Traditions and Hearthside Stories of West Cornwall, Vol. 2, by William Bottrell, , at sacred-texts.com
A few days since, a woman of Mousehal told me that not long ago troops of small people, no more than a foot and a half high, used—on moonlight nights—to come out of a hole in the cliff, opening onto the beach, Newlyn side of the village, and but a short distance from it. The little people were always dressed very smart; and if anyone came near them they would scamper away into the hole. Mothers often told their children that if they went under cliff by night the small people would carry them away into "Dicky Danjy's holt."
Another kind called spriggans, which simply means sprites, are believed to guard treasures buried in cliff and hill castles.
Not long since a tinner of Lelant dreamt, three nights following, that a crock of gold was buried in a particular spot, between large rocks within the castle, on Trecroben hill. The next clear moonlight night he dug up the ground of which he had dreamt. After working two or three hours he came to a flat stone which sounded hollow; whilst digging round its edges, the weather became suddenly dark, the wind roared around the earns, and looking up, when he had made a place for his hands to lift it, he saw hundreds of ugly spriggans coming out from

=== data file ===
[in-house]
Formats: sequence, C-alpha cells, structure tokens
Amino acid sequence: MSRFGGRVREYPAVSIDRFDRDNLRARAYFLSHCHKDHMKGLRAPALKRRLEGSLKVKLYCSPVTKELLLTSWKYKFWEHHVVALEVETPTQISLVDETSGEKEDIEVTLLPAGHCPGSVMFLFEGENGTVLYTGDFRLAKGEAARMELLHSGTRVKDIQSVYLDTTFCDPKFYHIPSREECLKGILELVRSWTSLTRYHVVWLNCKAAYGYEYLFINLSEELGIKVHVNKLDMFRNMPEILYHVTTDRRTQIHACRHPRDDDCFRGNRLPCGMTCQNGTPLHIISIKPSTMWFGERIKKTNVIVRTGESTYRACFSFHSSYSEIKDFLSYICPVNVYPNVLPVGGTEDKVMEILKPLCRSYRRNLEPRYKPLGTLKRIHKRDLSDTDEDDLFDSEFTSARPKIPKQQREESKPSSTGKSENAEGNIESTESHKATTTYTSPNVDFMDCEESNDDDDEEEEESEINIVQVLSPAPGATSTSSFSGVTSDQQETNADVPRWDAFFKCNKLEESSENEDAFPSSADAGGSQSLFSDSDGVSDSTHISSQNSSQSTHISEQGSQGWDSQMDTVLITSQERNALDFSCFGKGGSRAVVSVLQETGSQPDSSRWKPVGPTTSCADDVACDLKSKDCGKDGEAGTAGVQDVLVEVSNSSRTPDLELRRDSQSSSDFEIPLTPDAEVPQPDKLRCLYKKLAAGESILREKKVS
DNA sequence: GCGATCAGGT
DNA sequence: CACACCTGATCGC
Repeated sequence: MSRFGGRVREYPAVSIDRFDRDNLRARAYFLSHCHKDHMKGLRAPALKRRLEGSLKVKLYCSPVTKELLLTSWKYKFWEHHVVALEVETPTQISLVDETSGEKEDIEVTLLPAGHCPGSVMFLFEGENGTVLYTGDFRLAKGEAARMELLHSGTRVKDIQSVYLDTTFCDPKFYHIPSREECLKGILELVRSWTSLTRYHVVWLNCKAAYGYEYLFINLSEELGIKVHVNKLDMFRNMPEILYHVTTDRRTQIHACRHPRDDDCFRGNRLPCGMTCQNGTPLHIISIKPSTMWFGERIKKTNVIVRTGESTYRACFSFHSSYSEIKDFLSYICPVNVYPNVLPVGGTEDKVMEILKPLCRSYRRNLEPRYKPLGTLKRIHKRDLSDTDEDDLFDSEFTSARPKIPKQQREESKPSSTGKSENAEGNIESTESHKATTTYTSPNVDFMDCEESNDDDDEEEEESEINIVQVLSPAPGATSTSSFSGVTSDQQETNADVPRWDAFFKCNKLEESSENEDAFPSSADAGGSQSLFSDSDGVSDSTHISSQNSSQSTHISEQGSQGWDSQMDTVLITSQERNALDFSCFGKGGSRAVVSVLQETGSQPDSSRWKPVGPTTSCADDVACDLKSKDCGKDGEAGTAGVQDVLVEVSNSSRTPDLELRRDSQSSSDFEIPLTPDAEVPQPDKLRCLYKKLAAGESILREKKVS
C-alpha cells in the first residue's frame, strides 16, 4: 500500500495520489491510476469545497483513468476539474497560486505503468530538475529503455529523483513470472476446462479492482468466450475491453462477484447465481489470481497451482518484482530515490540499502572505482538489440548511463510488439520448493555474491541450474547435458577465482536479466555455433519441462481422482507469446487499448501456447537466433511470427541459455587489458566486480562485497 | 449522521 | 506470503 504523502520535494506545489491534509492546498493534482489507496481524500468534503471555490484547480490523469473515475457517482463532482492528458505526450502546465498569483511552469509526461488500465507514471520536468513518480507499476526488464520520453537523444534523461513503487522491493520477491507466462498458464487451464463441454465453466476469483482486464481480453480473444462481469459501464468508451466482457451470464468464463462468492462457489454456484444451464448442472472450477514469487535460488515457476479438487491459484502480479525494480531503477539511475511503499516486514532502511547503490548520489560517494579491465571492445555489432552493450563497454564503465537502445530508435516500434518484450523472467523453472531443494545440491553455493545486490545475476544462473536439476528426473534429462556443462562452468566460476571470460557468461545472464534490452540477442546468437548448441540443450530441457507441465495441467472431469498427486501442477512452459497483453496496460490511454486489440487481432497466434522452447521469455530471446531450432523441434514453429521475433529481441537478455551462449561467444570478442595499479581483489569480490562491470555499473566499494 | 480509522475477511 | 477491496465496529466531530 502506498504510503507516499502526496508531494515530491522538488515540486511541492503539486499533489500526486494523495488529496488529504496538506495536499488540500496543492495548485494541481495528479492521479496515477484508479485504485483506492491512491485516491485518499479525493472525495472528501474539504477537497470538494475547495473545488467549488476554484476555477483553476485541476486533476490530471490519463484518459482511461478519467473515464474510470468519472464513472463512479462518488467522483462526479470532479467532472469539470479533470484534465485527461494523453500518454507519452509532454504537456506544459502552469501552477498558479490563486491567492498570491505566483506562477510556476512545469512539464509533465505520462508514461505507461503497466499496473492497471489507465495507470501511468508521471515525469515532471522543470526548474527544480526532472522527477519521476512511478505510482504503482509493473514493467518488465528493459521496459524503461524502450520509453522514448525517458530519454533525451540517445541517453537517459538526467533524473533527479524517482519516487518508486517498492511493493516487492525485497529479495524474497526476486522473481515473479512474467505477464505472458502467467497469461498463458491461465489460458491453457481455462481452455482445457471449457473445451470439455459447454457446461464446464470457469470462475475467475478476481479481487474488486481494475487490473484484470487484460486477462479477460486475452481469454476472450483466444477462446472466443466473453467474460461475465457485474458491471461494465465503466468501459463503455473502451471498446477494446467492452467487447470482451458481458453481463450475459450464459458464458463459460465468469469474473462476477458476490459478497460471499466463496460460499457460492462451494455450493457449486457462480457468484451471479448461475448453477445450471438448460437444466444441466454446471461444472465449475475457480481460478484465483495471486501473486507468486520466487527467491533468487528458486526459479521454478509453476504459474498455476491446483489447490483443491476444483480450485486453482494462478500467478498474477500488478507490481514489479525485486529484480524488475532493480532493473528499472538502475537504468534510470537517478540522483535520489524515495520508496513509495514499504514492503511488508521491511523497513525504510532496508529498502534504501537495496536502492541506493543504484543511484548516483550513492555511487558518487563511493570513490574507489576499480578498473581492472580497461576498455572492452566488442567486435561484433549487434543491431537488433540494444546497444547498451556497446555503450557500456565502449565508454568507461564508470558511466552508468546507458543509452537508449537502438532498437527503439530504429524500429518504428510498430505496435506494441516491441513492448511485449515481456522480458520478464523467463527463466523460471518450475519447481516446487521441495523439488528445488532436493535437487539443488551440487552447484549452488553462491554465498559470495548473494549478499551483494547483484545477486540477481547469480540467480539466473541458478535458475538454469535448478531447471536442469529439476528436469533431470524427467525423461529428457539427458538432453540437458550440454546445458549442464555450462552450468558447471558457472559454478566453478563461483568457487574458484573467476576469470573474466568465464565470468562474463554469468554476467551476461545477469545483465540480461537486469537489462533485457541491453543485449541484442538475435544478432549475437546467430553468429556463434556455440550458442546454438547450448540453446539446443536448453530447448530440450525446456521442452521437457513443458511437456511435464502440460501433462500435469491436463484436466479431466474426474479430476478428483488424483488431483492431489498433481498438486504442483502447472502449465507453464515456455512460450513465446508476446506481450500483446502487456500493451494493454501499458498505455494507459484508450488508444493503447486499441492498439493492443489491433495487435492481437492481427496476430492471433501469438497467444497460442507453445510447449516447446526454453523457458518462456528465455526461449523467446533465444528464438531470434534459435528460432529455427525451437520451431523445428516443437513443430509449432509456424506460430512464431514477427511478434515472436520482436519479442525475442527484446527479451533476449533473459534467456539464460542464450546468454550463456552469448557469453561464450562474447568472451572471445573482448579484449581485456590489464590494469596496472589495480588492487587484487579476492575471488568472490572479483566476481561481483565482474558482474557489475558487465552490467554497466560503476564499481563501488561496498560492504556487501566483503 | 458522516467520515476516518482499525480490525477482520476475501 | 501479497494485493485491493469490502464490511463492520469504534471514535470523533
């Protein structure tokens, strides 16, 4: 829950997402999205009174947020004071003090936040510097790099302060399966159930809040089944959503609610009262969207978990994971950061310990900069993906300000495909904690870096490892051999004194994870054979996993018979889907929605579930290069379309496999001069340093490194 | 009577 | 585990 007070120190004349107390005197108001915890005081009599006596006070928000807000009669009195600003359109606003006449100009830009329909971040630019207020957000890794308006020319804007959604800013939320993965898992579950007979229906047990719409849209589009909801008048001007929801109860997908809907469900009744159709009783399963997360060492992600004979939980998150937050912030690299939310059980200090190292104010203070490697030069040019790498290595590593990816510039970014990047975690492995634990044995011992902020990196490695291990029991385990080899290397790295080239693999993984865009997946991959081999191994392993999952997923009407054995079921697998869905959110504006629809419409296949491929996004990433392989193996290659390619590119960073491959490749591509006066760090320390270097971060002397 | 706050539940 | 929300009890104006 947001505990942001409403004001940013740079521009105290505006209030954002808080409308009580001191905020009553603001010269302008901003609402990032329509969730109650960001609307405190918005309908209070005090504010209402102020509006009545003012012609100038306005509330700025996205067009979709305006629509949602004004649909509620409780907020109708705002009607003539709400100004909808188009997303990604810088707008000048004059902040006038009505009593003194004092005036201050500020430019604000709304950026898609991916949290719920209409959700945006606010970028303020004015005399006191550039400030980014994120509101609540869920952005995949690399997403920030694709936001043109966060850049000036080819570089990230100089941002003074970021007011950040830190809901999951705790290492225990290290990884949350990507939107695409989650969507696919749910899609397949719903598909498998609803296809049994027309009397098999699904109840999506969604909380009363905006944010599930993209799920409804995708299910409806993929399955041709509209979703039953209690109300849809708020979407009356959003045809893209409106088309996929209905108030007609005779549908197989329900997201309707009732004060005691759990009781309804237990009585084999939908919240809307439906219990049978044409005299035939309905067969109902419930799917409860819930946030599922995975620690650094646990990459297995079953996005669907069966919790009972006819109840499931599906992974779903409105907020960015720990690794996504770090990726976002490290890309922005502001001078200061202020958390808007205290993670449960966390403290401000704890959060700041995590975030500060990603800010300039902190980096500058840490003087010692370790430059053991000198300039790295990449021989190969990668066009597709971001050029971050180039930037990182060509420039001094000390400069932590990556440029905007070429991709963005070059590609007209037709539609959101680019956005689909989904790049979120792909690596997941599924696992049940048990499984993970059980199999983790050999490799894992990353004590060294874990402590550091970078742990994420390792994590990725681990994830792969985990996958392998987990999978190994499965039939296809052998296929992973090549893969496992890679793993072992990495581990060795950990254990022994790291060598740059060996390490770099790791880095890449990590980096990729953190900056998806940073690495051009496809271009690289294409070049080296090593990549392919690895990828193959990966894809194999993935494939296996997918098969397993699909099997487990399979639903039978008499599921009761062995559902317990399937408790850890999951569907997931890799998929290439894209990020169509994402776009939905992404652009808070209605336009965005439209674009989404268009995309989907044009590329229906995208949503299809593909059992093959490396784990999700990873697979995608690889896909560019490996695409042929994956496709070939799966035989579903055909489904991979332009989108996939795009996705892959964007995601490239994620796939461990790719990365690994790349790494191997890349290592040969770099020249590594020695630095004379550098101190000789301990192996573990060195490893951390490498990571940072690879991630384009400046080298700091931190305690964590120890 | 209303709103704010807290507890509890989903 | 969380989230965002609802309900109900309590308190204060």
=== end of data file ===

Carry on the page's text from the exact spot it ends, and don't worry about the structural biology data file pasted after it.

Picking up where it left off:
amidst the rocks gathering around and approaching him. The man dropped his pick, ran down the hill and home as fast as he could lay foot to ground; he took to his bed and was unable to leave it for weeks.
When he next visited the castle he found the pit all filled in, with the turf replaced; and he nevermore dug for the treasure.
Piskey still leads benighted people astray; this sprite wanders alone and is always spoken of in the singular. It is somewhat remarkable that a green bug, frequently found on bramble bushes in autumn, is called by this name. After Michaelmas, it is said, that blackberries are unwholesome because Piskey spoils them then.
Places frequented by goats are believed to be the favourite haunts of fairies.
It is uncertain whether Bucka can be regarded as one of the fairy tribe; old people, within my remembrance, spoke of a Bucka Gwidden and a Bucka Dhu—by the former they meant a good spirit, and by the latter an evil one, now known as Bucka boo. I have been told, by persons of credit, that within the last forty years it was a usual practice with Newlyn and Mousehal fishermen to leave on the sand at night a portion of their catch for Bucka. Probably from this observance the common nickname of Newlyn Buckas was derived. An old rhyme says:—
From this it appears that Newlyn boys once considered it a matter of pride to be called by the name of their ancient divinity.
The knockers of the mines—that some class among fairy tribes—are simply believed, by our tinners, to be the spirits of those who worked the 'old bals' in ancient times.
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